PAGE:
Touring around the castles of South Wales, one is struck by the frequent references to Nest, a pivotal yet shadowy figure from around the turn of the eleventh century. Nest was the daughter of the last king of Deheubarth, Rhys ap Tewdwr, mistress of the notorious philanderer Henry I of England, and grandmother of the prolific author Gerald of Wales. Susan M. Johns, as she notes in her preface, was also intrigued by Nest's story, and, happily, her interest ignited a scholarly investigation that has illuminated the history and legend of this prominent Welsh noblewoman.
The scarcity of contemporary sources renders traditional biography impossible and Johns instead uses the tale of this Welsh princess, and her intricate tangle of cross-ethnic alliances, to view the English conquest of Wales through a gendered lens. She takes issue with the standard periodization of Welsh history, which categorizes the eleventh through thirteenth centuries as the "Age of Princes," and highlights the central role of Nest, as well as other Welsh noblewomen, within relevant power structures, thereby returning them to a story that for too long has focused only on relations between men. Given the prominence of the Welsh kin group, and the centrality of family feuds in shaping Welsh (and English) history, the importance of women, not merely as breeders, cannot be denied.
Johns thus offers an analysis of Nest's role in the events of the early Norman forays into Wales, highlights the political prominence of other high-medieval Welsh noblewomen, and extends her inquiry to consider how early modern and modern scholars reimagined Nest's story in their narratives of conquest. This review will focus on the medieval elements of Johns' book as they are more pertinent to this audience.
The first half of the monograph considers how medieval sources depict Nest's story as well as examples and attitudes towards other women living contemporaneously. Chapter 1 begins with Nest's ancestry and the earliest depiction of her kidnapping, as portrayed in the thirteenth-century chronicle Brut y Tywysogion. (Three versions of this chronicle survive.) We learn that Nest, daughter of the king of Deheubarth, married the Anglo-Norman lord Gerald of Windsor. The abduction occurred, as told by the Brut chronicle, when Nest and Gerald were invited to a Christmas feast hosted by King Cadwgan ap Bleddyn. Cadwgan's son Owain, in one version "moved by passion and love for the woman" set fire to the building containing the bedchamber of Nest and Gerald, and Nest both convinced her husband Gerald to escape and showed him how to do so (somewhat ignominiously, through the privies). Nest was then stolen away by Owain, who, "violated Nest and lay with her and then returned home."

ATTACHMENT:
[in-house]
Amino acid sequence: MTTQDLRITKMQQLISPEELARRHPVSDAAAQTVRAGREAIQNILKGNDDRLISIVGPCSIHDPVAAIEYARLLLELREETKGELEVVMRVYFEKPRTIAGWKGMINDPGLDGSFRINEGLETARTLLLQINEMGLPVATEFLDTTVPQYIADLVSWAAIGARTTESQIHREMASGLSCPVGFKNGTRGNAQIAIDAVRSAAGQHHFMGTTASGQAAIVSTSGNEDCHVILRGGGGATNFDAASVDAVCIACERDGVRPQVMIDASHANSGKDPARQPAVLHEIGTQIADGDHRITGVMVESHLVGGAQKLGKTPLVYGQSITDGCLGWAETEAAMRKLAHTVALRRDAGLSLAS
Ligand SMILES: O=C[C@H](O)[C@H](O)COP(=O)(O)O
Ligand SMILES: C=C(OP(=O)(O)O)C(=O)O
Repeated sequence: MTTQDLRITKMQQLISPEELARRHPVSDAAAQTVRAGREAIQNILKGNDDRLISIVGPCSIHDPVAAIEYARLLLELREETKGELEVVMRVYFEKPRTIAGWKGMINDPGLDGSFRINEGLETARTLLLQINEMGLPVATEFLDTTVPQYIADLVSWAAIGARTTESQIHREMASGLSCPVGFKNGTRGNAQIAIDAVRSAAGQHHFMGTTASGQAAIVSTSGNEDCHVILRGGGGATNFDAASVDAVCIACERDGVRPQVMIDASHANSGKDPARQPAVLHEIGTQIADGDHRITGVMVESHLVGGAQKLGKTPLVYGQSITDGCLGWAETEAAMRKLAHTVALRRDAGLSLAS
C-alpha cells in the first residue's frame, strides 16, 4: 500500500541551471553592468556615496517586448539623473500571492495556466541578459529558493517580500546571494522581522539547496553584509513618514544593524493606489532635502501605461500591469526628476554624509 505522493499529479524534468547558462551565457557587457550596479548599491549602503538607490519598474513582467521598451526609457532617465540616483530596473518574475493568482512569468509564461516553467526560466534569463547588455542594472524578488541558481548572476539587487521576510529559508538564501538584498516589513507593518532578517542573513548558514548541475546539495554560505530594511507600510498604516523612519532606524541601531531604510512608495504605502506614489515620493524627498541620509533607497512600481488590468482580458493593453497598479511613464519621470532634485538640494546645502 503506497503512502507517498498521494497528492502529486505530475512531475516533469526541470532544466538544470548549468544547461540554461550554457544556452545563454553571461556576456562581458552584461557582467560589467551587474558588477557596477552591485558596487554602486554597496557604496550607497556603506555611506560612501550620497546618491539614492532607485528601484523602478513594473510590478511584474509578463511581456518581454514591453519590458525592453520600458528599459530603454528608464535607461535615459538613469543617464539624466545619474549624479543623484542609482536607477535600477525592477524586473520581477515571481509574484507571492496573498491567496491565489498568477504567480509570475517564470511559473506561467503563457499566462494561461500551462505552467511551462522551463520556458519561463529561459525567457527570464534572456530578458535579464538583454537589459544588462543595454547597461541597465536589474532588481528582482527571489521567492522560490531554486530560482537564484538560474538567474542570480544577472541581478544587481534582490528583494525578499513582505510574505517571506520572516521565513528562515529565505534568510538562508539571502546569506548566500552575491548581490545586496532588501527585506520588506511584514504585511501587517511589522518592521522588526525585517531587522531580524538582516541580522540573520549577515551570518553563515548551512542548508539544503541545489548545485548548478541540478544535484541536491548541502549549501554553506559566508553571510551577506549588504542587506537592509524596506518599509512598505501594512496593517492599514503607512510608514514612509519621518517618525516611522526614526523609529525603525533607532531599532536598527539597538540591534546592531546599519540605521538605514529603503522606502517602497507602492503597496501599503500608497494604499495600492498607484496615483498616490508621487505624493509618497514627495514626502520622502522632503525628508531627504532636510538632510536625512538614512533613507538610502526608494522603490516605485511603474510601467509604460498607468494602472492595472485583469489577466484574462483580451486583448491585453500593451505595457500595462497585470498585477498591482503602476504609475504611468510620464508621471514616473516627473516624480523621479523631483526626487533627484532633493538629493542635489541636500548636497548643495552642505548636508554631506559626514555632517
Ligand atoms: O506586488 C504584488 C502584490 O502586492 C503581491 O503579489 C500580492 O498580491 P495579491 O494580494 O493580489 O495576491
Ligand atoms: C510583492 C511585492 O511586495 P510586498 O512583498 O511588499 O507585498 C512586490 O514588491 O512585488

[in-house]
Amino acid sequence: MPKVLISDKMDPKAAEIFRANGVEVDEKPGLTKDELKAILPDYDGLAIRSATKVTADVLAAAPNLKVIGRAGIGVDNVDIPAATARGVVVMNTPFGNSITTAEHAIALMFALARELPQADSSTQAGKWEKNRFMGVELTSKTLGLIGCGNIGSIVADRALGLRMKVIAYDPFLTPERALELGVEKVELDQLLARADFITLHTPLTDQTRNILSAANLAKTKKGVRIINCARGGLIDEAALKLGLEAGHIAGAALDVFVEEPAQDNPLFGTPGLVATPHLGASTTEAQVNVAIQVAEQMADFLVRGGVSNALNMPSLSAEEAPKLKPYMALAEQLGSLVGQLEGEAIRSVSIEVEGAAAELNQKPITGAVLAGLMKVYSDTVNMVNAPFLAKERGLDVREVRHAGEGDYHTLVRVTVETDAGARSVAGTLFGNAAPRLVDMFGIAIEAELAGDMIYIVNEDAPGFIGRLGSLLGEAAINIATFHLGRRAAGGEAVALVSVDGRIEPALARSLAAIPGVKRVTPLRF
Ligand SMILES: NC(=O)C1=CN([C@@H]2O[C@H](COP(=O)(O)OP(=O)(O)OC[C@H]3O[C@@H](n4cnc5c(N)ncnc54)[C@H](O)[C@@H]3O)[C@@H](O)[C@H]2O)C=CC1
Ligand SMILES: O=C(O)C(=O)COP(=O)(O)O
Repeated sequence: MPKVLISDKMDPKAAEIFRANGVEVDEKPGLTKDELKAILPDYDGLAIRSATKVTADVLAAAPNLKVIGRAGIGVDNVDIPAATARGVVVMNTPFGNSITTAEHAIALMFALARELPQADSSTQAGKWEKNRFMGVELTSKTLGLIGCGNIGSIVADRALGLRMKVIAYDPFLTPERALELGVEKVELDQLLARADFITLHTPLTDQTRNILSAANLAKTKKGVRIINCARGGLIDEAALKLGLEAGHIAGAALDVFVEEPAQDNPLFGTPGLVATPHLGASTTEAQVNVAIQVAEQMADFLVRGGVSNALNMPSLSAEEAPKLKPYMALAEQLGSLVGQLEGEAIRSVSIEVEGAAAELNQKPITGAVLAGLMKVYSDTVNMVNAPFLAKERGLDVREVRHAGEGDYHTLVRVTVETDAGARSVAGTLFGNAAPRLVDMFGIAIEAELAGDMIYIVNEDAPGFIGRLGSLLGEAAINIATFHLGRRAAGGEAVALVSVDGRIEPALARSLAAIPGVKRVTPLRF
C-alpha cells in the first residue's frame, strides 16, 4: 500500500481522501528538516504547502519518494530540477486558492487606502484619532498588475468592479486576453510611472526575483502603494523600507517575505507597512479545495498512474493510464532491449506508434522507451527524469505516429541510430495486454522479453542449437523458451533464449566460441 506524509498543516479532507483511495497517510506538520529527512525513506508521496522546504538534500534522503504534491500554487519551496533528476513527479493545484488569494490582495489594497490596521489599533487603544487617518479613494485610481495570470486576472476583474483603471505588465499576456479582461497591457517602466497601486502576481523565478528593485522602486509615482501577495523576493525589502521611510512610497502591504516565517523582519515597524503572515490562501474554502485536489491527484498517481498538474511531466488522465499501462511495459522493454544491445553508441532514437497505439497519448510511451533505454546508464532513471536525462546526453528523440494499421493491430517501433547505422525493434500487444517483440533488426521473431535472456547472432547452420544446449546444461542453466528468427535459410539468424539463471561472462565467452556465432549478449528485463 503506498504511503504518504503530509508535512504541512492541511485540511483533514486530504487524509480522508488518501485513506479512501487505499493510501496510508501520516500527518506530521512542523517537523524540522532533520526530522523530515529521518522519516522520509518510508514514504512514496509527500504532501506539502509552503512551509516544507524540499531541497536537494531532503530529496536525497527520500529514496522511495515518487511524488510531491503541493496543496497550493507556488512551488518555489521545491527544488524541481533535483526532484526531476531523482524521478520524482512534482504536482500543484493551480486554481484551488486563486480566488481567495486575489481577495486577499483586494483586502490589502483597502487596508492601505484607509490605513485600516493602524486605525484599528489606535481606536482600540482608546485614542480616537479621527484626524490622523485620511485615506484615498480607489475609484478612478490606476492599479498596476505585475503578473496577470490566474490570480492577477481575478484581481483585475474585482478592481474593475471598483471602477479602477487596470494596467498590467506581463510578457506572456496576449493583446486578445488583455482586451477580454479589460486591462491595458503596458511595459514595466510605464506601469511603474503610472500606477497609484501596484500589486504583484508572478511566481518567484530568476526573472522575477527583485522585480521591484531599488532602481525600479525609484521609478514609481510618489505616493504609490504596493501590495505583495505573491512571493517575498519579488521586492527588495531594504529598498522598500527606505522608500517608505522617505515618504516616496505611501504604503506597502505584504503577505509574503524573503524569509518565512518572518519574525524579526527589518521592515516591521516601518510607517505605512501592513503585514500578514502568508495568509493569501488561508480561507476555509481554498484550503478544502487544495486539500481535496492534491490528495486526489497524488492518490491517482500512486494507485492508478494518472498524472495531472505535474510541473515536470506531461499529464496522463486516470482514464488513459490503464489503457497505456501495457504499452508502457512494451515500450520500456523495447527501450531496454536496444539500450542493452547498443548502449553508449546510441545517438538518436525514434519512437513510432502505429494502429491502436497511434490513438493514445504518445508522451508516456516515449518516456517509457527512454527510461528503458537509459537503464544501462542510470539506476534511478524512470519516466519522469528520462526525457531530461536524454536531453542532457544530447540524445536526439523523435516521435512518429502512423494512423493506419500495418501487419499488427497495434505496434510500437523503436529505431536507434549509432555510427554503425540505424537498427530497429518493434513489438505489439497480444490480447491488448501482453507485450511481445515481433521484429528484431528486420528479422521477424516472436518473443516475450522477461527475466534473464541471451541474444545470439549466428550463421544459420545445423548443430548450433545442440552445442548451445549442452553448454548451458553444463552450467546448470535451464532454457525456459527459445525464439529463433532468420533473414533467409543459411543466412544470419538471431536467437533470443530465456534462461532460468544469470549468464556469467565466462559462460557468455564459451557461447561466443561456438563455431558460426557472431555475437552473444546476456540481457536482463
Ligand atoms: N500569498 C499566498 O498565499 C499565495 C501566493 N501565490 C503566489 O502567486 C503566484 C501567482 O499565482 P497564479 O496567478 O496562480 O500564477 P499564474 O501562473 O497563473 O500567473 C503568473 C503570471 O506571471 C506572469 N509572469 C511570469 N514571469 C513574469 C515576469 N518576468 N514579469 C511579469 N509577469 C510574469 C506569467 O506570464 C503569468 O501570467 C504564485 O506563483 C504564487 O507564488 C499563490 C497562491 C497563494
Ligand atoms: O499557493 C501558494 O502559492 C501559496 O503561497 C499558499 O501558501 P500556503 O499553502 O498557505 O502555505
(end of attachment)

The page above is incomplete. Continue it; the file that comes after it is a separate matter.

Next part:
Chapter 1 also outlines Nest's later marital and sexual relations and her descendants. Most famous among her kin is her grandson Gerald of Wales, son of Nest's daughter from her marriage to Gerald of Windsor. In her lifetime Nest was wife or mistress to at least four men and it is surprising that Johns does not include a family tree, or make more of this unusual number of sexual partners and the resulting half-siblings. Instead, she concludes the paragraph on Nest's descendants with a decidedly neutral sentence: "Thus Nest was the mother of eight sons and two daughters" (22).
Johns focuses on how different versions of the Brut offer varying emphases and ways of telling the abduction story, which Johns, following earlier scholarly tradition, considers central to the narrative of relations between the English and the Welsh. In particular, one text narrating the abduction writes that Owain forcibly raped Nest, while another mentions his seizure of Nest, with no depiction of carnal relations, forced or otherwise. Johns suggests that this difference indicates conflicted loyalties among authors of the different versions; since they wanted to portray Owain as a Welsh resistor of English invaders, they demonstrate ambivalence about his alleged crimes. The text that speaks of forced sexual violence has him motivated by passion, instigated by the devil. They acknowledge that the crime happened, but work hard to avoid portraying Owain as a villain.
To better understand the context of Nest's abduction, Johns delves into Welsh legal sources to explore how the chroniclers understood marriage, rape, abduction, and the role of women in Welsh culture. She draws parallels between how different versions of the Brut seemingly conflate rape and abduction and how a similar conflation appears in English legal texts (although Johns' argument would benefit from engagement with more recent scholarship that emphasizes how rape and abduction are not always indistinguishable in England). It is surprising, moreover, that recent works on Welsh law by Sara Elin Roberts do not appear in her bibliography. Johns' analysis of Nest's abduction highlights several important themes, however. Nest's story demonstrates both her passivity and her agency--passive as a victim of abduction and perhaps rape, but also active in her ability to rescue her husband and manipulate Owain into releasing her children from captivity. Versions of the story also imply Nest's complicity in her abduction, or at least conflicted loyalties divided between her Welsh cousin and her Anglo-Norman husband. Johns concludes this chapter by highlighting how the tale of Nest's abduction breaks free from the other stories involving women in the Brut, which largely relegates women to spheres of marriage and genealogy. Nest's story is rare in how it also contains an important political component, which Johns suggests highlights the tensions in the area of at the time of the Brut's composition as well as during Nest's lifetime.